As stated, the major benefit of receiving a first-in promise from a potential seller centers on the fact that you get to make the first offer to a motivated seller.  But, these same sellers may also want to see if they can get a better deal – an associated drawback to the tactic.  

As such, when you have a first-in situation with a seller, you need to do everything in your power to walk out the door with a signed contract.  This lets you control the buying process – as opposed to keeping your fingers crossed that the seller doesn’t accept a subsequent offer.  

To successfully walk out the door with a contract in a first-in scenario, I like to combine this tactic with the “peel the onion” one.  As I’ve emphasized, understanding the seller’s needs serves as the foundation of successful home price negotiations.  When you’re building a relationship with a potential seller who’s offered you first-in status, use every opportunity possible to figure out exactly what his or her real estate problem involves.  

Do they need to sell a home quickly?  

Are they moving? 

Do they need the proceeds from this sale to finance some other major life event? 

The problem itself doesn’t matter.  What matters is that you, as the buyer, A) figure out what the problem is, and B) find a way to solve it for the seller.  

Once you accomplish these things, you’ll be able to walk out the door with that signed contract.  

Conditional Contracts to Confirm Costs

Ideally, you enter every potential deal with a clear understanding of the projected rehab budget for that property.  In reality, you may not know right away if a home sale price will meet your needs.  

In these situations, I recommend being frank with the seller, that is, explain that you don’t know if the price works for you, but you’re willing to sign the contract regardless and will use the next couple weeks to confirm contractor bids.  

Once again, do not use this strategy to deceive the seller.  Instead, sign the contract to move forward with the deal – you can always back out and retain your earnest money deposit as long as it’s during the due diligence period.  Then, as quickly as realistically possible (because you don’t want to unnecessarily string along the seller), confirm your contractor bids and associated budget. 

If, after running all the numbers, it turns out that the initial contract price doesn’t support your investment goals, use that as leverage to negotiate a lower home price.  Frequently, sellers buy into the sunk cost notion of, well, I’ve already spent two weeks under contract, so I may as well lower the sales price a bit to wrap up the deal.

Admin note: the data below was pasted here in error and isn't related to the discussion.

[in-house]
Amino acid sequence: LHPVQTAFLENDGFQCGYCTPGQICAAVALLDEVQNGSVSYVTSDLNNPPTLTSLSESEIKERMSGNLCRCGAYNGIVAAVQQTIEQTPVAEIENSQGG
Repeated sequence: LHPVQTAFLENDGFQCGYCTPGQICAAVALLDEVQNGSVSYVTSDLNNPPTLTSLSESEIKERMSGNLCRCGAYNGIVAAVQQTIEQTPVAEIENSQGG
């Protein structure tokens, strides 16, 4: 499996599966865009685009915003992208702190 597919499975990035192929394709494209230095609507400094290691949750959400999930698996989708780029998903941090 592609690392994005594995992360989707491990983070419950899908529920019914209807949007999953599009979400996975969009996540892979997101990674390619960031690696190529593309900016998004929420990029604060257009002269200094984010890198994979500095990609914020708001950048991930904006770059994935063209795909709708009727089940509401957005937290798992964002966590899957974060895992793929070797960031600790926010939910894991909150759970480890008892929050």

And, worst case scenario, if the seller says that he or she won’t lower the home price, you simply walk away from the deal.  You’ve lost some of your time, but you haven’t sunk any money into the offer.  

Request Seller Financing

A final negotiating tactic I’ve used is more of an indirect way to reduce a seller’s asking price.  If a property absolutely meets your investment goals – but the seller won’t budge on home price – you can request seller financing.  In these situations, sellers basically act as the bank, and you pay them directly a set amount of money for a set time period.  

So how does this actually lower the asking price? 

It doesn’t.  Instead, you receive the indirect benefit of 0% financing, with the seller providing you flat rate terms.  For example, you agree on a $100,000 price and will pay the seller $1,000 per month for the next 100 months.  With this sort of financing, all of your payments go directly to the principal on the loan, so you gain two benefits:

  • No interest payments
  • Benefit of time-value of money, that is, the money you pay the buyer later can earn interest for you now.  

NOTE: Before agreeing to a 0% seller financing deal, consult with a tax professional on the associated tax implications of such a payment structure.  

Using Investor’s Edge Software for Negotiating Leverage

As a final takeaway, I want to reiterate the importance of timely and reliable information in negotiating  successful home price.  Put simply, the better the information you possess, the more leverage you have in the negotiation.  

Our Investor’s Edge software gives you this critical information!

With this software, before beginning home price negotiations, you can confirm exactly how much a seller owes on a property, information that in turn lets you know how much they need to get out of a sale.  Armed with this information, you can craft the perfect pitch to balance seller needs and your investment goals.  

Final Thoughts

At the end of the day, successful negotiations depend on solid relationships and accurate information.  Bottom line, the better your relationships with potential sellers and the more information you have, the more likely you are to successfully negotiate lower home prices.